What an idiot.
Mr. Oki has no idea what he's doing or what he's talking about. The article makes that pretty clear.
* He says that the teachers' union blocks reform, but all of the other folks in the article acknowledge that the WEA is supportive of reform.
* He says that the problem is bloated central bureaucracies, but the teachers' union didn't create and doesn't maintain those.
* He says that parents should be able to send their child to the school of their choice - as if we have never tried that - but he has no solution for when 5,000 families choose Garfield.
* He says that school families have no voice, but the Washington State PTA has 148,000 members.
* He says that the problem is that there are too many school districts, but his solution is for each school to operate independently. That would make the duplication and waste even worse.
* He says that he wants local control of schools, but he wants the governor to appoint local school boards - how is that local control?
Mr. Oki's Parent Union would "provide the political will to pass much-needed legislation at the state level, work to improve the educational system at the school district level, and steer changes at the school, classroom, and individual student level." Hmmm. Isn't that already the mission of the League of Education Voters, the Partnership for Learning, and Stand for Children? Why doesn't he just join one of them?
The key tool of The Parents Union is what Oki terms the Knowledge Action Network (KAN) — a parent-driven, proprietary technology platform. "KAN will be the central hub for engaging our parents," Oki explained.Oh. Maybe that's why. He can't sell his software to the PTA or any of the other Education Reform organizations.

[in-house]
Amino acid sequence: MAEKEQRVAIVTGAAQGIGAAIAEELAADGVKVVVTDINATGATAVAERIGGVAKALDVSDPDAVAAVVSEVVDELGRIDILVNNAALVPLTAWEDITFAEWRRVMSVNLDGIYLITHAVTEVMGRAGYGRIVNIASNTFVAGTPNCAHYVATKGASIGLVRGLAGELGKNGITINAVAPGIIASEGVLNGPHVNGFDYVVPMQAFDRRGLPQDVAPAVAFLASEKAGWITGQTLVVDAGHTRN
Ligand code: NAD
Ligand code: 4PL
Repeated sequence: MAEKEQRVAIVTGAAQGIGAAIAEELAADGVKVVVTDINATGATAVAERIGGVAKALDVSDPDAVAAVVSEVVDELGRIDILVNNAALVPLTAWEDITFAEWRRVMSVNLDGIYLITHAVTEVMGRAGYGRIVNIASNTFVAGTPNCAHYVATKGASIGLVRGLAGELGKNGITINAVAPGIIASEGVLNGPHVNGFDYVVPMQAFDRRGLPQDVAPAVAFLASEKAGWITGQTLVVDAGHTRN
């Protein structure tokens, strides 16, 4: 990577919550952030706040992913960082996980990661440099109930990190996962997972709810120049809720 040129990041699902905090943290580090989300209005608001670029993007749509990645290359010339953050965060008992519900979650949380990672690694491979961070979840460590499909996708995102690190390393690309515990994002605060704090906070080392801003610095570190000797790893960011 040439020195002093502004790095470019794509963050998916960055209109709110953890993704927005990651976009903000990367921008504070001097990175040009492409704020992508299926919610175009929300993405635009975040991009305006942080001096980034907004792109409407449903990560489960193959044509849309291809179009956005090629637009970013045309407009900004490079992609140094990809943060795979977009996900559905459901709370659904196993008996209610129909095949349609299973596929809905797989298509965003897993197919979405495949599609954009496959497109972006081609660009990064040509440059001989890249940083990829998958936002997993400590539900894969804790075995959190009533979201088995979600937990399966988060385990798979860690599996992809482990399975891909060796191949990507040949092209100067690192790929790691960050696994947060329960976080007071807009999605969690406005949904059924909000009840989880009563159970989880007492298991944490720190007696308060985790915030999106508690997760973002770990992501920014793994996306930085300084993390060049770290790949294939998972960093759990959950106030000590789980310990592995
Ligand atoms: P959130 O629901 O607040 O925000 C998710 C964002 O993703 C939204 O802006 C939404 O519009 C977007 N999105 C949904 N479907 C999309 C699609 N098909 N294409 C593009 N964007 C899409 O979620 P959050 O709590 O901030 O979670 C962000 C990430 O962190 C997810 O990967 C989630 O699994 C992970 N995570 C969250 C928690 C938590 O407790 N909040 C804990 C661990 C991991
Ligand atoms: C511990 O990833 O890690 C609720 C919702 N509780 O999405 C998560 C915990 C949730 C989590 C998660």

Among the information gleaned from the network, parents will be able to submit reviews of individual teachers at their children’s schools and access reviews written by other parents. Aggregating school ratings and rankings would enable parents to choose which schools match their children’s needs.Why doesn't he just start a blog?
The network would also alert parents to issues facing local and state school systems, provide access to information about school board meetings and agendas, and provide an online "bulletin board" for information sharing about school- and district-specific issues. Armed with up-to-date data, Oki believes, parents will be empowered to advocate for change at the state and local level.
In the end, Mr. Oki will be disappointed because even if he were to get his Parent's Union with 250,000 members, they would not support the raft of reforms that he supports. The fact is that although these Education Reform proposals have support from corporations and foundations, they do not have support from the citizenry.